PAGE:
Post general kiteboarding discussion topics here!
9 posts • Page 1 of 1
(disclaimer: The observations below are purely my opinion and are provided for the sole purpose of sharing information about new 2013 gear. I am not paid by Slingshot, nor did they ask me to post any of the following):
I've been flying Slingshot Rally kites for the past 3 seasons, mostly in the surf, but also at Sherman and in the Bay. I've had a few sessions on the 2013 8 and 10 meter kites and thought I'd share what I'm seeing with this year's model and about the changes they've made to the bar.
1. The 2013 Rallys are more stable. I'm not sure if this is due to the addition to some really small diameter (<2") struts on the wingtips but they handle gusts better and seem to fly in one area of the window better. Older models tended to race forward in the wind window in gusts. These aren't doing that nearly as much. My observation: Like.
2. The 2013 10 meter Rally has a good amount more grunt than previous models. Sadly, it also turns slower. My observation: Given the additional stability and power, yet slower turning, I'm calling this a 'glass half empty or half full' situation. It's all how you look at it.
3. The 2013 kites are somewhat heavier. This is due to the extra struts as well as slightly beefed up areas where kites typically tear/fail. My guess is since Patrick Rebstock is now riding Rallys, he's had some input in terms of durability in the surf. My observation: Heavier: Don't like. Stronger/more durable: Like.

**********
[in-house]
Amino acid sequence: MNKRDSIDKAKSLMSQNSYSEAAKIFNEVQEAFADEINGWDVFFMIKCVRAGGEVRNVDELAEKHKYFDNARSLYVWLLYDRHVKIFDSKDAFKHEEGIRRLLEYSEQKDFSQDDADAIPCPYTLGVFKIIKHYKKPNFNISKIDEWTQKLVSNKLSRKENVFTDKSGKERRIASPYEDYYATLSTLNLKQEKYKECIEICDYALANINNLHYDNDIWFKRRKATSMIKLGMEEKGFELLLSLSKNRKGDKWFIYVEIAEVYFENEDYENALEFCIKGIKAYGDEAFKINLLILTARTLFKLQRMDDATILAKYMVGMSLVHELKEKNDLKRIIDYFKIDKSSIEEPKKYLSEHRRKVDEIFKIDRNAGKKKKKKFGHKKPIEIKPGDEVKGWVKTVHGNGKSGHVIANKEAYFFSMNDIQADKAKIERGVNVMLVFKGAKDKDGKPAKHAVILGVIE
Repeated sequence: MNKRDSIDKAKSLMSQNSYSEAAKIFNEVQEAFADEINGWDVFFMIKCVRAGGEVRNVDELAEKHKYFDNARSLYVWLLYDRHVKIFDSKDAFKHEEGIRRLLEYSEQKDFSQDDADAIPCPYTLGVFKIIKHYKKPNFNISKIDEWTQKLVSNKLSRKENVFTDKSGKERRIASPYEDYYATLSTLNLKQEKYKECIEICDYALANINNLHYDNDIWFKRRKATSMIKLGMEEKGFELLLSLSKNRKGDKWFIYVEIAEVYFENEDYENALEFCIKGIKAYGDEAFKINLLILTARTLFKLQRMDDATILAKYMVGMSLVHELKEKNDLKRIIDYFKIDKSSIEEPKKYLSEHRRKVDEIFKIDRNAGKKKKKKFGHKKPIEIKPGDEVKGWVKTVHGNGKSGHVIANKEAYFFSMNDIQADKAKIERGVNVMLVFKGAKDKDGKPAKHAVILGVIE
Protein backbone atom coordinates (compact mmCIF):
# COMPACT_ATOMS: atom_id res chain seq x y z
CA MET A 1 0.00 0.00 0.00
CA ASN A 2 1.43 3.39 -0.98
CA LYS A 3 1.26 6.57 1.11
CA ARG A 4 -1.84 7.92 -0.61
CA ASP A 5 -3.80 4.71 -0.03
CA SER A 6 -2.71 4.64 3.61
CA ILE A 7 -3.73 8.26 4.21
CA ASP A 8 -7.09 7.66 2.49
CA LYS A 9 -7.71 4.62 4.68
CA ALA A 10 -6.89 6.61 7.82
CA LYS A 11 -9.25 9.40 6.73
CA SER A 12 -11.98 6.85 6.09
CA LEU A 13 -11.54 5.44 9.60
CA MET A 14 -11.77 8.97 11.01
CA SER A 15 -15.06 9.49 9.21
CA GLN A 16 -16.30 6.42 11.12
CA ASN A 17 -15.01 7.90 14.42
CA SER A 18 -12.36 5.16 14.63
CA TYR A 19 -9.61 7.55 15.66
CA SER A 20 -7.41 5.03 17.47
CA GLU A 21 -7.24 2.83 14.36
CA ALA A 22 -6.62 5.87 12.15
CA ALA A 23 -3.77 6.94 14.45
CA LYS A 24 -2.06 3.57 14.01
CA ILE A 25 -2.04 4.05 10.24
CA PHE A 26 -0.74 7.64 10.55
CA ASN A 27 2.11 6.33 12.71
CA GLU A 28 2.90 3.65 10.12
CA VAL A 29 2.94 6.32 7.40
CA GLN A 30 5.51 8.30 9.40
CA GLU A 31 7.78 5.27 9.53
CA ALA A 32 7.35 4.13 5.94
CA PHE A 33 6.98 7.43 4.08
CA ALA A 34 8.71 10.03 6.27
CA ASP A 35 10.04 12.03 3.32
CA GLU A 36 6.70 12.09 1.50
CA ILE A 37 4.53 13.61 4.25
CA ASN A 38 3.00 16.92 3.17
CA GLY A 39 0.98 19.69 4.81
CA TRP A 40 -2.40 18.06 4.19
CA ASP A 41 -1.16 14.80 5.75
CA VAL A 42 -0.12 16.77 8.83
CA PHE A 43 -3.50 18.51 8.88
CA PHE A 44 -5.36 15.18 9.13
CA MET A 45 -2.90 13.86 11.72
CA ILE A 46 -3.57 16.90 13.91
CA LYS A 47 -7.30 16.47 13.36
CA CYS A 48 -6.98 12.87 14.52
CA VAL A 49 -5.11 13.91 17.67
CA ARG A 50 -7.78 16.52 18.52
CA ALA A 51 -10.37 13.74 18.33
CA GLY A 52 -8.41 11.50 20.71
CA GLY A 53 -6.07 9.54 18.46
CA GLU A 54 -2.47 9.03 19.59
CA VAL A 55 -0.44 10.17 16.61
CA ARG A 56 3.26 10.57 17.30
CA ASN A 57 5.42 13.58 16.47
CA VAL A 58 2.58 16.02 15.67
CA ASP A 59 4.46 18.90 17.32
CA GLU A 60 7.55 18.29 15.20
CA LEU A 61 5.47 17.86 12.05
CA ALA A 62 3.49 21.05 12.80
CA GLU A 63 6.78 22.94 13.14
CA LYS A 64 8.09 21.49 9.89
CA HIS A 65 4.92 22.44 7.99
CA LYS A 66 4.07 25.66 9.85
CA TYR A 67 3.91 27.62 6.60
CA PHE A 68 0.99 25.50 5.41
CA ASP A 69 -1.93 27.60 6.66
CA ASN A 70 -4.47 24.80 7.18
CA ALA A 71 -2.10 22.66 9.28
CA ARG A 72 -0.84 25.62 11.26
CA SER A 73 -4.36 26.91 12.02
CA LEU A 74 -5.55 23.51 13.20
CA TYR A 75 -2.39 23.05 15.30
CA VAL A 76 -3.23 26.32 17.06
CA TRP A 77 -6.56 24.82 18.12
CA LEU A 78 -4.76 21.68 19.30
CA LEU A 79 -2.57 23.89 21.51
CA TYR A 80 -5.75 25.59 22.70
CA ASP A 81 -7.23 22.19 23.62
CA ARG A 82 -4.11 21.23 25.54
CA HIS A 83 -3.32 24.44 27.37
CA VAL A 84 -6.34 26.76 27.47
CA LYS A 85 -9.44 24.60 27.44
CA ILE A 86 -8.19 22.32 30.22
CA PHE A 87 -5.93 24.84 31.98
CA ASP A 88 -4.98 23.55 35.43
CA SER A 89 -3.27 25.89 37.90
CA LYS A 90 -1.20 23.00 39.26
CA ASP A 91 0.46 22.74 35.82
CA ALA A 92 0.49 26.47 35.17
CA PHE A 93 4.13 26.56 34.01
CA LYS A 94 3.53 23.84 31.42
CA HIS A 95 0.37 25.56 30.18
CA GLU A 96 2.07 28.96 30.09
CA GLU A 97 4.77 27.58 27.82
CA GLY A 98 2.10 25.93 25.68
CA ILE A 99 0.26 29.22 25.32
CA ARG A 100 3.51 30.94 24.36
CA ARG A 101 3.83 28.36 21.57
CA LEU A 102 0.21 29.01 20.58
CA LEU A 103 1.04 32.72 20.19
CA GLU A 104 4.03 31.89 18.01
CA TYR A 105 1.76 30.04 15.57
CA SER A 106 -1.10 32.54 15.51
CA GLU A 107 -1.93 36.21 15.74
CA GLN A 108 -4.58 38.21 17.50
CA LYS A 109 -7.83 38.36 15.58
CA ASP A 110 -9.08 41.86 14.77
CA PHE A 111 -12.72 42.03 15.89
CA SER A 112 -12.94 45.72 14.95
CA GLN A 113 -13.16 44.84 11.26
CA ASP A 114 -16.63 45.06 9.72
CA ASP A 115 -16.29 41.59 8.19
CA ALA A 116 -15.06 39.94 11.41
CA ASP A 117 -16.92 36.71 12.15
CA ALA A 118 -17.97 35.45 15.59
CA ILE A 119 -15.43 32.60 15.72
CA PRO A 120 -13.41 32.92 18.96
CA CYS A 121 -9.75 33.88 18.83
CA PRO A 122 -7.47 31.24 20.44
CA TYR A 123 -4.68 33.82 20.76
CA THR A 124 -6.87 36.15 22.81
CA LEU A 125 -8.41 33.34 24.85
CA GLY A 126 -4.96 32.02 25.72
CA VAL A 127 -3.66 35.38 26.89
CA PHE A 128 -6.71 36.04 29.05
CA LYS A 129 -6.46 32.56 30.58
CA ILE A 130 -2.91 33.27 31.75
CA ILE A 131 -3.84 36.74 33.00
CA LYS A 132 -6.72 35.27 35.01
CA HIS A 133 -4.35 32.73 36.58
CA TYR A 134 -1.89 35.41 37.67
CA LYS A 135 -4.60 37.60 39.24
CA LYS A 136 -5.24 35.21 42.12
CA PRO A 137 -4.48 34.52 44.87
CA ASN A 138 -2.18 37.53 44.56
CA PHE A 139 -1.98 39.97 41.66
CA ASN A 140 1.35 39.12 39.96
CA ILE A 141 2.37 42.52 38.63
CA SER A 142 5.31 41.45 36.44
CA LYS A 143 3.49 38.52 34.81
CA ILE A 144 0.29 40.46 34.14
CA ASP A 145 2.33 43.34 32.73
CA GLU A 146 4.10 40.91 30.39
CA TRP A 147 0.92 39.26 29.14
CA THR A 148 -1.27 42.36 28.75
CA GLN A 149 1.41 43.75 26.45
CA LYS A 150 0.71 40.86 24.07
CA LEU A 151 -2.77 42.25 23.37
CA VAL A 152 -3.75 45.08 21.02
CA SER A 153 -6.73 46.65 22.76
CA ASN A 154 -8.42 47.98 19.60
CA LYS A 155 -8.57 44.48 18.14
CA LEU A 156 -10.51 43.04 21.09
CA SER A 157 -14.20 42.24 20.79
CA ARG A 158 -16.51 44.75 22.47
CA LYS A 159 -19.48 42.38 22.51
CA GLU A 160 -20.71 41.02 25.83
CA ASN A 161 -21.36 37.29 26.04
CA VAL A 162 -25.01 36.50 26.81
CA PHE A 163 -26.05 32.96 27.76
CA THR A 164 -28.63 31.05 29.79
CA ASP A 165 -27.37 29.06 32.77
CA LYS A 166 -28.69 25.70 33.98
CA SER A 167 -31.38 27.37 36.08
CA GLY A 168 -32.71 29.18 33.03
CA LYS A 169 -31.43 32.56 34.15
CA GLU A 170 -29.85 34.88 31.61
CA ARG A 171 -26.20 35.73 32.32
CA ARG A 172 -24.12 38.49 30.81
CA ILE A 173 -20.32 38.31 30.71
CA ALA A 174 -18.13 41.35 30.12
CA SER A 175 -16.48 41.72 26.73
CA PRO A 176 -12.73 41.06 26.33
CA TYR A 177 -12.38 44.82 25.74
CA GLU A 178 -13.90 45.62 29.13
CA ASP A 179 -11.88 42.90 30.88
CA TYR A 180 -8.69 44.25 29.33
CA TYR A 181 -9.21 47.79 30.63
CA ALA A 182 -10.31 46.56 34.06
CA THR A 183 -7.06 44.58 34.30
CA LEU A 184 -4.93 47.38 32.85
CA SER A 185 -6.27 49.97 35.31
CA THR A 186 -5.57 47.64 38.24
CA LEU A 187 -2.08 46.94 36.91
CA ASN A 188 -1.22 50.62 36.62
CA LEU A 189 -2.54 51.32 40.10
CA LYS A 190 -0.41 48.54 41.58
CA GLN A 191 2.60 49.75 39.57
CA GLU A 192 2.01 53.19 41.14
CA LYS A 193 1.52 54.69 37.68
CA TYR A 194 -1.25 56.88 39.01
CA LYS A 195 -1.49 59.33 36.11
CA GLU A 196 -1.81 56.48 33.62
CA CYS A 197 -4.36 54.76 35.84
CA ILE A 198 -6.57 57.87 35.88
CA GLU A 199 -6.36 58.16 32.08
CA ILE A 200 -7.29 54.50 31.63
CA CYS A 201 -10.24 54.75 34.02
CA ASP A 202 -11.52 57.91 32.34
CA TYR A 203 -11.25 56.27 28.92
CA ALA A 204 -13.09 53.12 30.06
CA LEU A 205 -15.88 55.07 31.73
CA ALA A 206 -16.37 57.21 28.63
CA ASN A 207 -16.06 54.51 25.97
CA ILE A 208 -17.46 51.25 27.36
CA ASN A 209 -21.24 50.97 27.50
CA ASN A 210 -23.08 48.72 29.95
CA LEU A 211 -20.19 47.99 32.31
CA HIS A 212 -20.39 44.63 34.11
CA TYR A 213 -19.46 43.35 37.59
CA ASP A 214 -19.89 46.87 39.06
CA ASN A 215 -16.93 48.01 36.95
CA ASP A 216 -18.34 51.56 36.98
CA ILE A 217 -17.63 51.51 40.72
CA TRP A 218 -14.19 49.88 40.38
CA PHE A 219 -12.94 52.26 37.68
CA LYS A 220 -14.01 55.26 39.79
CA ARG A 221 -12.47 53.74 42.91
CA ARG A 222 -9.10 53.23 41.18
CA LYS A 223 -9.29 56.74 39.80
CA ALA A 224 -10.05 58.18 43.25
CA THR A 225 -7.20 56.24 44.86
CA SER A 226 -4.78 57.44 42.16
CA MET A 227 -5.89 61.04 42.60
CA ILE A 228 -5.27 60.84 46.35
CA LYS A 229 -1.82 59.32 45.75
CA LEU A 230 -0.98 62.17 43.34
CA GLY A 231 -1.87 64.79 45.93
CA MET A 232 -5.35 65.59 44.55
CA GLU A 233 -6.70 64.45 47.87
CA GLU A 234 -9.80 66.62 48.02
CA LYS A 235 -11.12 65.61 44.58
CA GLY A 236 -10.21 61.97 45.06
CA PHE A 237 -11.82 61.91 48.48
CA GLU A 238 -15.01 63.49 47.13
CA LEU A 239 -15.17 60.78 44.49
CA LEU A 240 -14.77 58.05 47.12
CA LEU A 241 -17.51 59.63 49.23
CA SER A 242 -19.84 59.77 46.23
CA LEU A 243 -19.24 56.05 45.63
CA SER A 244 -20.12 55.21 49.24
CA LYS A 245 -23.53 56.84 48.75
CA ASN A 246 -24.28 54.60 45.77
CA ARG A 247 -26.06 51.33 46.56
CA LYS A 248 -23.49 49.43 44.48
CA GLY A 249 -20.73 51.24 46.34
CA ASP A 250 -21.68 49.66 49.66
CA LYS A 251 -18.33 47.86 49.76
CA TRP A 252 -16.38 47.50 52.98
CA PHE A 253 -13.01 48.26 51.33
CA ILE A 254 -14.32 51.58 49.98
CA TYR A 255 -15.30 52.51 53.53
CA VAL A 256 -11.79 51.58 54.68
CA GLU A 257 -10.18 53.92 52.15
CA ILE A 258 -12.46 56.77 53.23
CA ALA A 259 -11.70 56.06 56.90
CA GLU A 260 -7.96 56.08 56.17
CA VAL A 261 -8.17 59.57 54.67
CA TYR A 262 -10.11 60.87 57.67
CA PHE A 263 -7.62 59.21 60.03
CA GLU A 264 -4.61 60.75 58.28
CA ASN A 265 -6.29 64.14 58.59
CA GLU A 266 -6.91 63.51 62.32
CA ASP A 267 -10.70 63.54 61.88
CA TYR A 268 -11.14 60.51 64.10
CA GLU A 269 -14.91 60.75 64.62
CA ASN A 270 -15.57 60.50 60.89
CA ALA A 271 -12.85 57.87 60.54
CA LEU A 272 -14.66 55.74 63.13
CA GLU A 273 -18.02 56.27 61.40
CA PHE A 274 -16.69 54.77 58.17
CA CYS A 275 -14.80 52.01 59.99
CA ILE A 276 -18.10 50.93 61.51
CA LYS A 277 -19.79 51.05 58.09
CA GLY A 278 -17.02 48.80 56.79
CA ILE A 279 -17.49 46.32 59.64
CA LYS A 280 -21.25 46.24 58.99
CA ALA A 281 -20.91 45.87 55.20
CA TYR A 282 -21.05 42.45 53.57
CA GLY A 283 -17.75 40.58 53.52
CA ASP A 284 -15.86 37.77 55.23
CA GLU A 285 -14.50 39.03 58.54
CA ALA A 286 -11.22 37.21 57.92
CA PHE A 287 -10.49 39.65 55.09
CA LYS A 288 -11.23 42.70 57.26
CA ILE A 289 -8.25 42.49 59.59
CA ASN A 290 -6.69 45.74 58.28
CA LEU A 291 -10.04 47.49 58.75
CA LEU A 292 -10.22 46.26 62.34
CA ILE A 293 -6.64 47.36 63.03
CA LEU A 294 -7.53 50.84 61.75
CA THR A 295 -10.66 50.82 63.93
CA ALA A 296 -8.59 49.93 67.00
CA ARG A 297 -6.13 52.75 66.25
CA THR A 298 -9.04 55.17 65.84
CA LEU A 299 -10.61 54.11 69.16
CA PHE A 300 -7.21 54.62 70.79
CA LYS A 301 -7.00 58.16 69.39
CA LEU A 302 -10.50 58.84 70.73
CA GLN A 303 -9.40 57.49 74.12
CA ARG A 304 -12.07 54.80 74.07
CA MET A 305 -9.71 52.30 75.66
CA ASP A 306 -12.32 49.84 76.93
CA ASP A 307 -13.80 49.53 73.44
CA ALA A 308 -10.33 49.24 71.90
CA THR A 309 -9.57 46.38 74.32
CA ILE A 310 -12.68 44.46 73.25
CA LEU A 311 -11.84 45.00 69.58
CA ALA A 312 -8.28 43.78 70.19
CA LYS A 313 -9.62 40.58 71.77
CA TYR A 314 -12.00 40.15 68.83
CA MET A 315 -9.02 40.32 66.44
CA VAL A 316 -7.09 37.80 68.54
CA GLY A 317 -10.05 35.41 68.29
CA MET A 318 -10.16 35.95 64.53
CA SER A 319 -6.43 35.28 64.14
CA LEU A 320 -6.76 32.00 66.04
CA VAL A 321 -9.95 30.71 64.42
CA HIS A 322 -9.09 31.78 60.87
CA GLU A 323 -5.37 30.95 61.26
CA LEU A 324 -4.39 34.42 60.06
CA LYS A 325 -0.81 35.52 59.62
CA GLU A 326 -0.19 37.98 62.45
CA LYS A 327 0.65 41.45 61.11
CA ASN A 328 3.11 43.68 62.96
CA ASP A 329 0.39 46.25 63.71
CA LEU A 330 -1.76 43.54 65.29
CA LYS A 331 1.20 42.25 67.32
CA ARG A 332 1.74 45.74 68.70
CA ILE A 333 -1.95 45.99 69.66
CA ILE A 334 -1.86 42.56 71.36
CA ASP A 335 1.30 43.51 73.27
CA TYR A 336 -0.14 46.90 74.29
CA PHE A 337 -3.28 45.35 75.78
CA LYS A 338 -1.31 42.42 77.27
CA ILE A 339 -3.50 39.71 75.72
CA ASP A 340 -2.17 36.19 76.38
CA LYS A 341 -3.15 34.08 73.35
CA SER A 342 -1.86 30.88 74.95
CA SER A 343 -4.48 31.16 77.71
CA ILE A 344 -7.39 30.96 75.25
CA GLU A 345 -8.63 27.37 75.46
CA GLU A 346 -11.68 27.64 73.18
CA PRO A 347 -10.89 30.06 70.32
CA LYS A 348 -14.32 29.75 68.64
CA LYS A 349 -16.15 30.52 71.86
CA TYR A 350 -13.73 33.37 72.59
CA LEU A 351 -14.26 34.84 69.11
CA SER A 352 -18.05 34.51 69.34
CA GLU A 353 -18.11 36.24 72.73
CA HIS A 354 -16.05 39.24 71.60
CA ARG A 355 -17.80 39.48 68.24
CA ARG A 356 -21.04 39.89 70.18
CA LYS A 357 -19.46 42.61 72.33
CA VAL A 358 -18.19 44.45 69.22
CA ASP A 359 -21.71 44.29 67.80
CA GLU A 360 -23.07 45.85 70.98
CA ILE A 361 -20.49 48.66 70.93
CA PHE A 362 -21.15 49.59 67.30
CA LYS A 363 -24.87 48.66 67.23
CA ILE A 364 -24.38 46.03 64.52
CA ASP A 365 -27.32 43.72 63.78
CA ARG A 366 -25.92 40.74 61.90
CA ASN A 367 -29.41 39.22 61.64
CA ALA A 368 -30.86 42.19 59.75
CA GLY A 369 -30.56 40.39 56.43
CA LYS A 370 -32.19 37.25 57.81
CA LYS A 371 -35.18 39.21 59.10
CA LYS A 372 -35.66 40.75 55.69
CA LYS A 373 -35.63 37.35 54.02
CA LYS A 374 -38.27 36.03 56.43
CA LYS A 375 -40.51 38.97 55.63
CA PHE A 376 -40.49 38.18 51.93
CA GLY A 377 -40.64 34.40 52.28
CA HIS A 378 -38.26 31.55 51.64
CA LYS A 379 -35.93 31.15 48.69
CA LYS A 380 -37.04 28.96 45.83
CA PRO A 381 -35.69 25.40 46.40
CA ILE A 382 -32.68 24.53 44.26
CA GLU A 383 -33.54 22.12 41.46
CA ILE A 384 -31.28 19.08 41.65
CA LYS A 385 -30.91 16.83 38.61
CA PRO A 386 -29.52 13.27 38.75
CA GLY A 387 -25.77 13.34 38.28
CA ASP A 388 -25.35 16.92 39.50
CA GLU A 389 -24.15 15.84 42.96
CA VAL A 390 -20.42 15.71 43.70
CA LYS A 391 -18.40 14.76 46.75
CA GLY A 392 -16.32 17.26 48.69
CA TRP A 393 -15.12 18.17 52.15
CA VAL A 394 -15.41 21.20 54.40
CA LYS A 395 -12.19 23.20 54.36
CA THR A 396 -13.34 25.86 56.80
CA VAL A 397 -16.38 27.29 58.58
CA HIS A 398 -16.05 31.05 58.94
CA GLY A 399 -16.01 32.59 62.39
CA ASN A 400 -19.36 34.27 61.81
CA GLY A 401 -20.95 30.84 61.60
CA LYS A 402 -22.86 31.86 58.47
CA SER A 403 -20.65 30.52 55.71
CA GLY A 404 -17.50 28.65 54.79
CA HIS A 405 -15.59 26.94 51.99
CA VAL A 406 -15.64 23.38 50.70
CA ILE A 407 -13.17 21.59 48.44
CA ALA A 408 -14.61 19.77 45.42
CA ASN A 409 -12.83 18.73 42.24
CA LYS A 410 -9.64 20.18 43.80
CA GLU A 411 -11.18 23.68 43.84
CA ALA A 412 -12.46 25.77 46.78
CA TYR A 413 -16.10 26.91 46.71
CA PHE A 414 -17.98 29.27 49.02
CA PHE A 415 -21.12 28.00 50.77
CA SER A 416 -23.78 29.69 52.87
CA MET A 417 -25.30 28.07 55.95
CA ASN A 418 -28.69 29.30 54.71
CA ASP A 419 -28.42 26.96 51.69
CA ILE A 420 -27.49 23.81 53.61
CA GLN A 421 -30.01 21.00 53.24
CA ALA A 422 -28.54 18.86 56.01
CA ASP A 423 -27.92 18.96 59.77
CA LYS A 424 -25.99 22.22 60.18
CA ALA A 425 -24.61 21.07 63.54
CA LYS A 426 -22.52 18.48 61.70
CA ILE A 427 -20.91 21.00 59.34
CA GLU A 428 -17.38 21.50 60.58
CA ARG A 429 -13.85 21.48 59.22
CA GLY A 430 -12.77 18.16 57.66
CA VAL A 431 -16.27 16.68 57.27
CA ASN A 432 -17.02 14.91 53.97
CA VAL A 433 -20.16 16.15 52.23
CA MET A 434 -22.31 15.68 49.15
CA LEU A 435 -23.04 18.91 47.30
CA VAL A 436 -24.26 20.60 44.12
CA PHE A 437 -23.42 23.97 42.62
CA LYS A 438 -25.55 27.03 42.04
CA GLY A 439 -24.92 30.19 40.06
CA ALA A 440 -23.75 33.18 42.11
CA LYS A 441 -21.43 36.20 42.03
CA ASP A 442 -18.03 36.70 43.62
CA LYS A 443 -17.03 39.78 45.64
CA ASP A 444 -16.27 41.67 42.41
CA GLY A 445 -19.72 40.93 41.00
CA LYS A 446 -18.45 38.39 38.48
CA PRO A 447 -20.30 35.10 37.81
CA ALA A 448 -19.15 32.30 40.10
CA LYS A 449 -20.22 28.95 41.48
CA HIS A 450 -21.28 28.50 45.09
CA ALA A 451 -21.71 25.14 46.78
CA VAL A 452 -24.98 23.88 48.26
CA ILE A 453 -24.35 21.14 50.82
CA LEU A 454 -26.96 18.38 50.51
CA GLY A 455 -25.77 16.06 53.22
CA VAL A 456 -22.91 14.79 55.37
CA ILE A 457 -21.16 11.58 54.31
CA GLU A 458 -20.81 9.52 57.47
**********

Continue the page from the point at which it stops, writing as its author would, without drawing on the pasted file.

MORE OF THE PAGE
4. Bar pressure seems the same as the 2011 and 2012 Rallys. It's medium to light, which I like as it doesn't make my elbow and forearms hurt after multiple sessions, day after day. My observation: (Still) Like.
5. Speaking of the bar, they've made the grip a bit softer. I think it could still be softer yet, but it's a step in the right direction. My observation: Like.
6. The bar is still hella heavy. Compared to bars from other brands, the Slingshot bar is a beast. My observation: Don't like.
7. They've made the hole through the bar for the chicken loop rope have a little ridge (they call it a "volcano""). Due to this and the resulting smaller diameter hole, there's less tendency for your finger to get pinched and rubbed by the chicken loop rope as the bar sheets in and out. My observation: Like.
8. in 2012, Slingshot started using WHITE grip on the left side of the bar (black on the right). I think all bars should have red on the left so there's consistency between bars of any brand. I wrap some red hockey tape around the left side on my bars but it's dumb to stray from the industry standard of 'red on the left'. My observation: Don't like.
9. They've added some velcro on the end of the floats/Oh-SH*t handles to secure your lines after wrapping them up. It works OK, but I still prefer bungee or something to just pull over the lines at the end of the bar. My observation: Meh, not a big deal, I still mod the ends of my bars with small bungee cord to pull over the lines when I'm done wrapping up.
That's the news as it's fit to print...